For scores of Americans, as soon as they digest their Thanksgiving turkey, it's time to think about holiday shopping. They snatch up newspapers bursting at the seams with circulars and advertisements heralding Black Friday sales. Coined in the 1960s, "Black Friday" refers to the day after Thanksgiving that marks the traditional kickoff to the holiday shopping season [source: Tanenbaum and Tate]. The "black" in Black Friday symbolizes stores turning a profit.
These days, some stores don't even wait for Friday morning. They open their doors Thanksgiving evening or at midnight to give deal-hungry shoppers an early start for the shelves. But not everyone is eager to whip out their wallets while the scent of pumpkin pie still lingers in the air.
You can divide holiday shoppers into two distinct camps: the Black Friday go-getters and the procrastinators. Braving a retail mall the day after Thanksgiving usually involves driving in circles around a parking lot to find a space, elbowing your way down aisles and enduring endless checkout lines. All the while, the nonstop tune of "Jingle Bells" -- the most frequently played holiday song in shopping malls -- goes jingling all the way into every crevice of your brain. Black Friday enthusiasts say it's worth the hassle, though, since many stores will strip down prices to move merchandise. For that reason, you often hear Black Friday proclaimed as the busiest shopping day of the year.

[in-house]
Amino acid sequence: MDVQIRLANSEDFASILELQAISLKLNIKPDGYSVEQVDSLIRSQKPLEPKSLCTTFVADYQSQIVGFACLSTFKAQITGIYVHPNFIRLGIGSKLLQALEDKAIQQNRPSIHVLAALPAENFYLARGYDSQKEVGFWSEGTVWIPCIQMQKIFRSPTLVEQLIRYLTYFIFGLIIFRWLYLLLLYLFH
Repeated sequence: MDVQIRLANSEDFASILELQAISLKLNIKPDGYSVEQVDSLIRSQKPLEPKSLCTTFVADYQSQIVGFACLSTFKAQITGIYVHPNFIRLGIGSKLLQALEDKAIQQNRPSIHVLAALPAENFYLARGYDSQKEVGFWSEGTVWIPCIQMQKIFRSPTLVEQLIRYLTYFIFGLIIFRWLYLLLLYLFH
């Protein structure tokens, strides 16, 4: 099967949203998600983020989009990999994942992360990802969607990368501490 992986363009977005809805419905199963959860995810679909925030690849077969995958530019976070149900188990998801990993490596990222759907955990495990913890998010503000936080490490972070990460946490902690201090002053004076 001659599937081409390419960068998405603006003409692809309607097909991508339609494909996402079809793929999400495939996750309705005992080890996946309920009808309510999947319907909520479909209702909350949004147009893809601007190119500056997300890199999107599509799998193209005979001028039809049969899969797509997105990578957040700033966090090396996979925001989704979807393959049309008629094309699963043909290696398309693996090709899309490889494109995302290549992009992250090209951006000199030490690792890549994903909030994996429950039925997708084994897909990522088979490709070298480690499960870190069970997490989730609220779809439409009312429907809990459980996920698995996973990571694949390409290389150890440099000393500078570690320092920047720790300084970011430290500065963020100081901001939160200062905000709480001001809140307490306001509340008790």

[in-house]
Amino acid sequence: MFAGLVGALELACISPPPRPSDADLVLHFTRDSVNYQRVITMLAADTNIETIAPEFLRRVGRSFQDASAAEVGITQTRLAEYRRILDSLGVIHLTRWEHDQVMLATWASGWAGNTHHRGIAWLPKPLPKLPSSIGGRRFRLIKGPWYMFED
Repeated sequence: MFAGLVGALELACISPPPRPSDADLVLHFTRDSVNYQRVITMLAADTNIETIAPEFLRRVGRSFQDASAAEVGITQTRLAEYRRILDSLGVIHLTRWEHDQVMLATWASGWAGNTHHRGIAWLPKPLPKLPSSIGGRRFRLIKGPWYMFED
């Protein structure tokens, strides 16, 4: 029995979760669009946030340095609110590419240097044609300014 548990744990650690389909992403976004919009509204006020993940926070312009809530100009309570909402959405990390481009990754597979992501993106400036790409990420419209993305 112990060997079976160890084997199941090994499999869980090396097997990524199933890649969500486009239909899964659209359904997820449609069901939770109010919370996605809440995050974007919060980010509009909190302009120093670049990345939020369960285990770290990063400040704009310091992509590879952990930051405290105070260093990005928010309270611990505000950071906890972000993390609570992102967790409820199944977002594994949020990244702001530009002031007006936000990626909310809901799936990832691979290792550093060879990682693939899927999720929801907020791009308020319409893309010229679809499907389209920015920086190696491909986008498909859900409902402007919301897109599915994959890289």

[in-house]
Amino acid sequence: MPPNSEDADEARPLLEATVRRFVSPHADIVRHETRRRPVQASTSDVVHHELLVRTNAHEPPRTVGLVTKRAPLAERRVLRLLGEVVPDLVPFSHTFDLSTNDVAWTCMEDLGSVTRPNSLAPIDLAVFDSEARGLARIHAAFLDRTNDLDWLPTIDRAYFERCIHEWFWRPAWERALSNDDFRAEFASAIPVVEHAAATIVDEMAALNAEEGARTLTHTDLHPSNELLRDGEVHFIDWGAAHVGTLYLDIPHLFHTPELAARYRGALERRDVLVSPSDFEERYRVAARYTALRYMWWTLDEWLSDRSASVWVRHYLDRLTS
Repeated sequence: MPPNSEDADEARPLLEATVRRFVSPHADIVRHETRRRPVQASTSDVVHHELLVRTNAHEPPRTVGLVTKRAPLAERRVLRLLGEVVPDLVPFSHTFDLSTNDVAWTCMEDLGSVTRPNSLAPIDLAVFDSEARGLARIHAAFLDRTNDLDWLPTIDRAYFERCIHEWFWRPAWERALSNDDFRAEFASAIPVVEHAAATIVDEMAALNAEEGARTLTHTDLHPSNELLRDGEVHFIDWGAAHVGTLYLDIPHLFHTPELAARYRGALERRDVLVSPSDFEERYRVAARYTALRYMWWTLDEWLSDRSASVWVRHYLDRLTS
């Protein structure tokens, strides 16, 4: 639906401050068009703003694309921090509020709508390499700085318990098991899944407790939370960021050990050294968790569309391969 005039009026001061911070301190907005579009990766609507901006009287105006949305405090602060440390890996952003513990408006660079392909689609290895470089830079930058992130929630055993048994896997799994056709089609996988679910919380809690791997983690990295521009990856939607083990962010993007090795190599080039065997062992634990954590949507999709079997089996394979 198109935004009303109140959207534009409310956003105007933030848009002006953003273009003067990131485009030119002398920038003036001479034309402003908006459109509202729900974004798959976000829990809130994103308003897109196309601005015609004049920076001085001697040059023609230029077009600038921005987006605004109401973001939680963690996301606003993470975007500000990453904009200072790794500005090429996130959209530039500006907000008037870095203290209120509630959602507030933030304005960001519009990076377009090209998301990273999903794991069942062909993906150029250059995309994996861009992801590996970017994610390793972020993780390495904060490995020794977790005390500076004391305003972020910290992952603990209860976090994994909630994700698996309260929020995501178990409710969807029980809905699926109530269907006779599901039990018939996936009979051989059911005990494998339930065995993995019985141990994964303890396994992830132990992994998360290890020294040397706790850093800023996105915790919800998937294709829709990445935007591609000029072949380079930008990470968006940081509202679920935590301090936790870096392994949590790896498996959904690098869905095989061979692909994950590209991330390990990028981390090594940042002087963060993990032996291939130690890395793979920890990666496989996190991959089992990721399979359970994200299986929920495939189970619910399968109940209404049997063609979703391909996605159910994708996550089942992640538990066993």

But what about the shoppers who oversleep Black Friday door busters due to too much nap-inducing tryptophan in Thanksgiving turkey? Do they hit the stores in a panicky pre-Christmas mob that's large enough to contend with Black Friday for business? After all, even the most ardent holiday customers who finish a bulk of their buying before Halloween forget a name on their lengthy lists and have to make last-minute purchases.